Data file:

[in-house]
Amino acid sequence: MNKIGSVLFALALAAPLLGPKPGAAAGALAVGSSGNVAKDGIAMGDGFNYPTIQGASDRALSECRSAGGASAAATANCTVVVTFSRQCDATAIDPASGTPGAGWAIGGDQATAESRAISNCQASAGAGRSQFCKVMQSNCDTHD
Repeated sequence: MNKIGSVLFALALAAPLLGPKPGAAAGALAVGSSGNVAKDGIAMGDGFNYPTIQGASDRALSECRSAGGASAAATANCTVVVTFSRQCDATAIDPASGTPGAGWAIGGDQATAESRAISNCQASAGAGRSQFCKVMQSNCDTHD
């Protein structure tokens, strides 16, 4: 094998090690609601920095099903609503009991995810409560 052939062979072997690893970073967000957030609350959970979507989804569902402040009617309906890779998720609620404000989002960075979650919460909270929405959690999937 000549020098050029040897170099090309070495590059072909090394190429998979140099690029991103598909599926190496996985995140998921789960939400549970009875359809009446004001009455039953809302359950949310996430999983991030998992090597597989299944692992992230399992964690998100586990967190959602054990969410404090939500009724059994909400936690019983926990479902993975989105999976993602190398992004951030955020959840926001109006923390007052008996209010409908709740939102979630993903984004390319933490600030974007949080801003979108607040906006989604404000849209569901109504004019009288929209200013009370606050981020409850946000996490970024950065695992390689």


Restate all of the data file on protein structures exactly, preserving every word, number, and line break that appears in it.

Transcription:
[in-house]
Amino acid sequence: MNKIGSVLFALALAAPLLGPKPGAAAGALAVGSSGNVAKDGIAMGDGFNYPTIQGASDRALSECRSAGGASAAATANCTVVVTFSRQCDATAIDPASGTPGAGWAIGGDQATAESRAISNCQASAGAGRSQFCKVMQSNCDTHD
Repeated sequence: MNKIGSVLFALALAAPLLGPKPGAAAGALAVGSSGNVAKDGIAMGDGFNYPTIQGASDRALSECRSAGGASAAATANCTVVVTFSRQCDATAIDPASGTPGAGWAIGGDQATAESRAISNCQASAGAGRSQFCKVMQSNCDTHD
């Protein structure tokens, strides 16, 4: 094998090690609601920095099903609503009991995810409560 052939062979072997690893970073967000957030609350959970979507989804569902402040009617309906890779998720609620404000989002960075979650919460909270929405959690999937 000549020098050029040897170099090309070495590059072909090394190429998979140099690029991103598909599926190496996985995140998921789960939400549970009875359809009446004001009455039953809302359950949310996430999983991030998992090597597989299944692992992230399992964690998100586990967190959602054990969410404090939500009724059994909400936690019983926990479902993975989105999976993602190398992004951030955020959840926001109006923390007052008996209010409908709740939102979630993903984004390319933490600030974007949080801003979108607040906006989604404000849209569901109504004019009288929209200013009370606050981020409850946000996490970024950065695992390689």